High-Frequency Traders Can Keep Code Secret Under New CFTC Rule

U.S. derivatives regulators have approved regulations for high-frequency trading that exclude a controversial plan that would have increased government access to traders’ computer code.

The Commodity Futures Trading Commission regulation adopted Tuesday largely tracks with the agency’s June proposal and will formally require exchanges to take steps aimed at thwarting unintentional disruptions due to algorithmic trading. Instead of targeting code that traders consider to be intellectual property, the CFTC’s “risk principles” aim to codify many practices that are already in place.

Key Details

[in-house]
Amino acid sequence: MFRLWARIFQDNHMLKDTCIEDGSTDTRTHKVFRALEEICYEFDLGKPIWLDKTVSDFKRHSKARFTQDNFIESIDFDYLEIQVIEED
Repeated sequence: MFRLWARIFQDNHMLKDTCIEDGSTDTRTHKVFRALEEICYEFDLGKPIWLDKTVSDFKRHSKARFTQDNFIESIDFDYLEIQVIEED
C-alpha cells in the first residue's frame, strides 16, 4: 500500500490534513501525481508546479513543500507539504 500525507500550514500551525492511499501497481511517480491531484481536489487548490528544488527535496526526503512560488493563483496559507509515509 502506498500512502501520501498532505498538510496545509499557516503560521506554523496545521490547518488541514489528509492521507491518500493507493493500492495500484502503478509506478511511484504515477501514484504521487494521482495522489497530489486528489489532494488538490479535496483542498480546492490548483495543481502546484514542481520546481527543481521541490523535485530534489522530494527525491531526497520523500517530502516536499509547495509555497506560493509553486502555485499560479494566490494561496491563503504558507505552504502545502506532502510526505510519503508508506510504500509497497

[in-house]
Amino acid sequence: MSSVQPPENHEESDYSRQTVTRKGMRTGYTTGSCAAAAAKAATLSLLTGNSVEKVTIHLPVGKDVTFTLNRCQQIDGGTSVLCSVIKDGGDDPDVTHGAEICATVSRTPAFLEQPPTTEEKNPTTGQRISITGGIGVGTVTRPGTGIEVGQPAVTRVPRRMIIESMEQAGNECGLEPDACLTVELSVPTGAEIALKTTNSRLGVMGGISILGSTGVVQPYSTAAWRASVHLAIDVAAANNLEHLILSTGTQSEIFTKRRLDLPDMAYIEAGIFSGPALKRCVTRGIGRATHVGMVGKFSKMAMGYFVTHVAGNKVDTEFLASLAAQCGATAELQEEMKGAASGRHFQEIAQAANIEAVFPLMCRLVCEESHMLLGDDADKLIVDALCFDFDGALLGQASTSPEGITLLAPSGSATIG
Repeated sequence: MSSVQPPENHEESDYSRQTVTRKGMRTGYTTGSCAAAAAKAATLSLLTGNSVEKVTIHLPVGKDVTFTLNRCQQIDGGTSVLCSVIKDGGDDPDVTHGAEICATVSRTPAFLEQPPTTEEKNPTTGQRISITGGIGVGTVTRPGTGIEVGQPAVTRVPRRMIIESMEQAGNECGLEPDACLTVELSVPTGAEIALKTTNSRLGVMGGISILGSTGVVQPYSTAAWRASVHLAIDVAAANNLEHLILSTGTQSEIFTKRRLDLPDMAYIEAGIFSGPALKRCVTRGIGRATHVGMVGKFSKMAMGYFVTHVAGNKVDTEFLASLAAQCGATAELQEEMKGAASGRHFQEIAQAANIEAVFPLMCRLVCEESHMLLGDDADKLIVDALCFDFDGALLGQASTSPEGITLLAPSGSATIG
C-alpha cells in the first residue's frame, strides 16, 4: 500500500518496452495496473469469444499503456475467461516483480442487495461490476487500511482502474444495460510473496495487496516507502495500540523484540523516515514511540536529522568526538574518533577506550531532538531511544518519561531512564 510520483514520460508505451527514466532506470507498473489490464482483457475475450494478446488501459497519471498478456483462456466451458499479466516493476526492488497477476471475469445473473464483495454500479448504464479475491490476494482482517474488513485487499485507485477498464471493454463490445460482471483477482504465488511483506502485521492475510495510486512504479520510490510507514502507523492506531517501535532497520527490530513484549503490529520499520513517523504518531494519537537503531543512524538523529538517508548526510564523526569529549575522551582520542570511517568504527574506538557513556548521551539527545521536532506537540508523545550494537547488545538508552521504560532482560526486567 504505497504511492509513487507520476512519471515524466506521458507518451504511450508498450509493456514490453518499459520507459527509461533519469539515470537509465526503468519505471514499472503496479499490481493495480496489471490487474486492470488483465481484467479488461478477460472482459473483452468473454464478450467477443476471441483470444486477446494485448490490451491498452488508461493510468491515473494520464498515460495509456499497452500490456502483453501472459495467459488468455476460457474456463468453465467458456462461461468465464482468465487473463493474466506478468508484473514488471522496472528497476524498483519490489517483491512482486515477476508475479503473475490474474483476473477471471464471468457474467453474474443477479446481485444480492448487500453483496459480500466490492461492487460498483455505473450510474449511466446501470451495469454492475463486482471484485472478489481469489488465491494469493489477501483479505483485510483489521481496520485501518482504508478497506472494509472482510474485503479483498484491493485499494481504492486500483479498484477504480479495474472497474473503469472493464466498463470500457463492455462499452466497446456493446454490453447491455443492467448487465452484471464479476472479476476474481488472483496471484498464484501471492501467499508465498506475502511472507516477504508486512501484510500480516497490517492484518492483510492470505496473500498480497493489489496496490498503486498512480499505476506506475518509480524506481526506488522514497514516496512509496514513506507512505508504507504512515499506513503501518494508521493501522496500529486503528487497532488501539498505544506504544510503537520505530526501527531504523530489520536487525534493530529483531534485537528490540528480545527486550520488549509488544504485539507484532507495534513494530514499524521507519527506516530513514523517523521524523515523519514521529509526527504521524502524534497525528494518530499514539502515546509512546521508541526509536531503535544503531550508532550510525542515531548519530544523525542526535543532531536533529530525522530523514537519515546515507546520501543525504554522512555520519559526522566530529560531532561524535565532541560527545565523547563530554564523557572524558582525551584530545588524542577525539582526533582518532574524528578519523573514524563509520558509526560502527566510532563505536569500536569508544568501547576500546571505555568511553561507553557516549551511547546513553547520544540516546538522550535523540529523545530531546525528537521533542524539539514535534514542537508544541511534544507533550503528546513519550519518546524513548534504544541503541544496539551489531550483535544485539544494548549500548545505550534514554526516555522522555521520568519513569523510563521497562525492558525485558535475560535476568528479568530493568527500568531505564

• CFTC Chairman Heath Tarbert said in a statement that “principles-based regulations in this area will ensure that exchanges have reasonable discretion to adjust their rules and risk controls as the situation dictates, not as the regulator dictates.”
  • Commissioners voted 4-1 to approve the regulations during a virtual meeting.
  • Exchanges will be required to have rules that “prevent, detect and mitigate market disruptions and system anomalies associated,” Tarbert said.
  • Tarbert, a Republican, said the firms will also need to have risk controls for electronic orders and notify the CFTC of “significant market disruptions.”
  • The principles could serve as the basis for future regulations by the agency, the chairman said.
  • Democratic Commissioner Rostin Behnam voted against the plan, arguing in a statement that the agency should do more to regulate electronic trading.
  • “We need to be proactive,” Behnam said.

Get More

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  • Flash-Boys Regulation Fight Returns to U.S. Derivatives Agency

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